Even though they have public sector companies as shareholders, they are in the wonderful position of being able to pursue their business plans without suffering from the stifling bureaucracy, controls, government audits or salary restrictions that bind the public sector. While they are regulated and inspected by Sebi, the regulator has never meddled with appointments, management decisions or perks.
Consequently, all appointments at these institutions are part of a circle of friends of the top management, which has remained unchanged for the decade of their existence. Their loyalty to core management is unquestioned.
• NSE, NSDL, etc don’t suffer many restrictions binding the public sector
• Why aren’t they subject to the disclosure etc rules they impose on others?
• The depositories’ scandal and the reaction to Sebi’s probe raises issues
Admittedly, these institutions have earned this independence due to their stellar role in transformation of India’s capital markets. However, all of these (barring IL&FS) are less then a decade old and all (including IL&FS) still operate under the original management team. IL&FS itself has a curious record of attempting to go public since 1991, having at one time even warehoused a part of its shareholding with Unit Trust of India (UTI) in preparation for a public issue that has not happened in 15 years.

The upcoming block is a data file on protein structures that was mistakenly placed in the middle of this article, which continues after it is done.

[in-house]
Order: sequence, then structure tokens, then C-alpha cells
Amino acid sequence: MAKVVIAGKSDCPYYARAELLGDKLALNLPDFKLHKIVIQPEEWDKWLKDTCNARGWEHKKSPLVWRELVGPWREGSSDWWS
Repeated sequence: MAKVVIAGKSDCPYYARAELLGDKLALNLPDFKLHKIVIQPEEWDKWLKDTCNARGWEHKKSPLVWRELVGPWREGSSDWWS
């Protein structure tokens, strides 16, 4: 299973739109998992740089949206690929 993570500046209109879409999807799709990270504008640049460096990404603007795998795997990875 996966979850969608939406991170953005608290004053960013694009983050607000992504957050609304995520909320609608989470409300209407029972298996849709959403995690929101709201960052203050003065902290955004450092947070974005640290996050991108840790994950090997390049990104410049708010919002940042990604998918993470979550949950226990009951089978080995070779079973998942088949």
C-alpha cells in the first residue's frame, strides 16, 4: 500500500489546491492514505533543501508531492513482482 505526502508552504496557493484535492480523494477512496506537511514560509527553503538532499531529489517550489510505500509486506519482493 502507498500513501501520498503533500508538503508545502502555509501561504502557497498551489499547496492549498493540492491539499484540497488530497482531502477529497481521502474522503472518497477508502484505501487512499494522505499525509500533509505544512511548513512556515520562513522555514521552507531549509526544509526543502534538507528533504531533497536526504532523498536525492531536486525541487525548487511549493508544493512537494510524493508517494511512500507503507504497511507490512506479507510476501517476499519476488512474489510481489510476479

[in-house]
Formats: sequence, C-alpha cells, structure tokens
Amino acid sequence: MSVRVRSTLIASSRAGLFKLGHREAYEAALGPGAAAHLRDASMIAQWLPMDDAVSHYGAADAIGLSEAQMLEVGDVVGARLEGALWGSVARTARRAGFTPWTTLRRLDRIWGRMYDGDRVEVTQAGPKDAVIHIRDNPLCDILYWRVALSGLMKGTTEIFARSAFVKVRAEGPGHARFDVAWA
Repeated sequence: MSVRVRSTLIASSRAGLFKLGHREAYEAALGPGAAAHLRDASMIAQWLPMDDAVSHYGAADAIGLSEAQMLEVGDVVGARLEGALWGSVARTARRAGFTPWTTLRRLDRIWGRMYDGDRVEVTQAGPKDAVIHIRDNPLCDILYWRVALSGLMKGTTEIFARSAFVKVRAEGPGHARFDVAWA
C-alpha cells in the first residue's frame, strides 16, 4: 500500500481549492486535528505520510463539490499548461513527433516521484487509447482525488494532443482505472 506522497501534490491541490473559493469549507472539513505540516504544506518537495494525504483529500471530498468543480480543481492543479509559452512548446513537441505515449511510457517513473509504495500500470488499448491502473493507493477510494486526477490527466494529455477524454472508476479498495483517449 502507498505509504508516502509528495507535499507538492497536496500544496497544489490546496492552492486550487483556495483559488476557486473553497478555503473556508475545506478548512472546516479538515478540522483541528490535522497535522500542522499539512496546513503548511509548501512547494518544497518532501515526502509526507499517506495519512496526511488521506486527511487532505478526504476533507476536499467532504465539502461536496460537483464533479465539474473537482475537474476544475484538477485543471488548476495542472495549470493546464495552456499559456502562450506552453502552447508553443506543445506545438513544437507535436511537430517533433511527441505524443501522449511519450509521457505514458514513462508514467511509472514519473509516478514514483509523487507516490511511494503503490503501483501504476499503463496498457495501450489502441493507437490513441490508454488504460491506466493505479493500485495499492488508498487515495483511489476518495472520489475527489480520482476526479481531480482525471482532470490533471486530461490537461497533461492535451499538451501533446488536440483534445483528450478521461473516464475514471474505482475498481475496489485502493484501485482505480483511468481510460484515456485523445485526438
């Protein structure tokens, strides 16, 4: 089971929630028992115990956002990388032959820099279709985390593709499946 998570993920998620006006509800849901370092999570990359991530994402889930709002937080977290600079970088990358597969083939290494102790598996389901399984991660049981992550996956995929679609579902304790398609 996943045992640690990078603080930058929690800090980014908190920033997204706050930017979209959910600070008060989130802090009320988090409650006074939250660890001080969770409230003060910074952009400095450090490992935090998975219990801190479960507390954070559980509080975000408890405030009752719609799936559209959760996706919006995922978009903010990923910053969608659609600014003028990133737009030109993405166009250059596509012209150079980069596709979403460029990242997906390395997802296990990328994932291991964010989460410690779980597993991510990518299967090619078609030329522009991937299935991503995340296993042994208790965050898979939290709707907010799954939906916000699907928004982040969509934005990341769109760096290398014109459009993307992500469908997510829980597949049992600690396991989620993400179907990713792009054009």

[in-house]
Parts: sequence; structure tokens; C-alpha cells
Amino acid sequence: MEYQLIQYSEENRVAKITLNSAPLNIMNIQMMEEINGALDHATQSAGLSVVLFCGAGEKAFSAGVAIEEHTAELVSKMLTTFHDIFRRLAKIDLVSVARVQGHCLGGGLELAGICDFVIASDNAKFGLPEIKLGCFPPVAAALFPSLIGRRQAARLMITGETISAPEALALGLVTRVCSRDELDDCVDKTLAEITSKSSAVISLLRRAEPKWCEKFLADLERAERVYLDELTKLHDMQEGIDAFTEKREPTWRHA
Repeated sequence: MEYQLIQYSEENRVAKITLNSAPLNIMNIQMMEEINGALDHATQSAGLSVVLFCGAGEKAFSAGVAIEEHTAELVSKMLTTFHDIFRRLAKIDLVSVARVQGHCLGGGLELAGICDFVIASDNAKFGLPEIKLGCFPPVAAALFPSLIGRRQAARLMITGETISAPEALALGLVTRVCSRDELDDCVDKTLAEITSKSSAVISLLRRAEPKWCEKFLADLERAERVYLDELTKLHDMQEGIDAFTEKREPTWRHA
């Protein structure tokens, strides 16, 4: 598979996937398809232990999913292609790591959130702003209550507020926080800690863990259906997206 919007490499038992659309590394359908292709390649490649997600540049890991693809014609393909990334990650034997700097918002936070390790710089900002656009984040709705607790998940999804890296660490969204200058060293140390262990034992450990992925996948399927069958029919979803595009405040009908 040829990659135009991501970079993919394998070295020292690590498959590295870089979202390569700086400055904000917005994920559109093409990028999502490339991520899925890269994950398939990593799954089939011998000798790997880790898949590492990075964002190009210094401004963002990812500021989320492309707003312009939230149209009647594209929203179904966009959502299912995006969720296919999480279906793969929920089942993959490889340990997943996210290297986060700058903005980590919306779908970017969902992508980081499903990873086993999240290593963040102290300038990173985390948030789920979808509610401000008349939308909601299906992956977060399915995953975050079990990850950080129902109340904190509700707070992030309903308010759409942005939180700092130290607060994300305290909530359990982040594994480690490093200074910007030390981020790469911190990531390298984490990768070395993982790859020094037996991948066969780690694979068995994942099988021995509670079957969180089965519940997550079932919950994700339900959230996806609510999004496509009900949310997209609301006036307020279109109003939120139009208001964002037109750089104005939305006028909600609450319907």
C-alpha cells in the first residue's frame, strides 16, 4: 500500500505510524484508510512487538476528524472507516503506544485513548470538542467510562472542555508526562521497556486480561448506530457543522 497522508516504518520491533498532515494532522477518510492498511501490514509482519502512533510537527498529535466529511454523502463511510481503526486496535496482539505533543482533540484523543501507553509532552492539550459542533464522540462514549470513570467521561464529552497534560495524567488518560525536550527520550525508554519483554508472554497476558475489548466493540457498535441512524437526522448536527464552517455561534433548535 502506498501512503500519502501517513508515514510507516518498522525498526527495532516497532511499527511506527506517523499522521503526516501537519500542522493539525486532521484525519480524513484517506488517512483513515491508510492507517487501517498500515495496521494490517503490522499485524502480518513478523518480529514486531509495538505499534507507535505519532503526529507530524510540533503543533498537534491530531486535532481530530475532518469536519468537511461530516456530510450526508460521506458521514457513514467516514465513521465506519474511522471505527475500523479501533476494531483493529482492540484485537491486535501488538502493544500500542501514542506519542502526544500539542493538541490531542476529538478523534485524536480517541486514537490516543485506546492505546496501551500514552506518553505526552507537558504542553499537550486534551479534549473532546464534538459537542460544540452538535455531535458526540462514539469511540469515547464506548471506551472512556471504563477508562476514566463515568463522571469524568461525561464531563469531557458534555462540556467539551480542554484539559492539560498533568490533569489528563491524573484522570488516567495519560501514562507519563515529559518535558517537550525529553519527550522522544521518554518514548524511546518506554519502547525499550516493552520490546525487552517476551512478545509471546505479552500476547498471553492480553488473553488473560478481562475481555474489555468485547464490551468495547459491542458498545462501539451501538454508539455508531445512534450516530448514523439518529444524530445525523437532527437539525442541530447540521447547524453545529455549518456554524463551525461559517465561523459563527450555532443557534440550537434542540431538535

Is the government being far too complacent about the functioning of these institutions? Is their management record an adequate protection for the future? And how is it fair for listed companies to be forced to part with so much of information, while unlisted institutions overseeing the listed ones are not subject to similar standards of public disclosure?
This is not a hypothetical concern but is based on several events. For instance, right until the year 2000, the NSE simply refused to make its annual report public. Academics and journalists who asked for a copy were smoothly rebuffed. The reason, strangely enough, was not its poor performance but the opposite. If its profitability had become a matter of discussion, it may have been forced to reduce charges and that may have affected its expansion plans. But even today, while NSE has grown into a near-monopoly, nobody questions its various fees, charges and levies on brokers.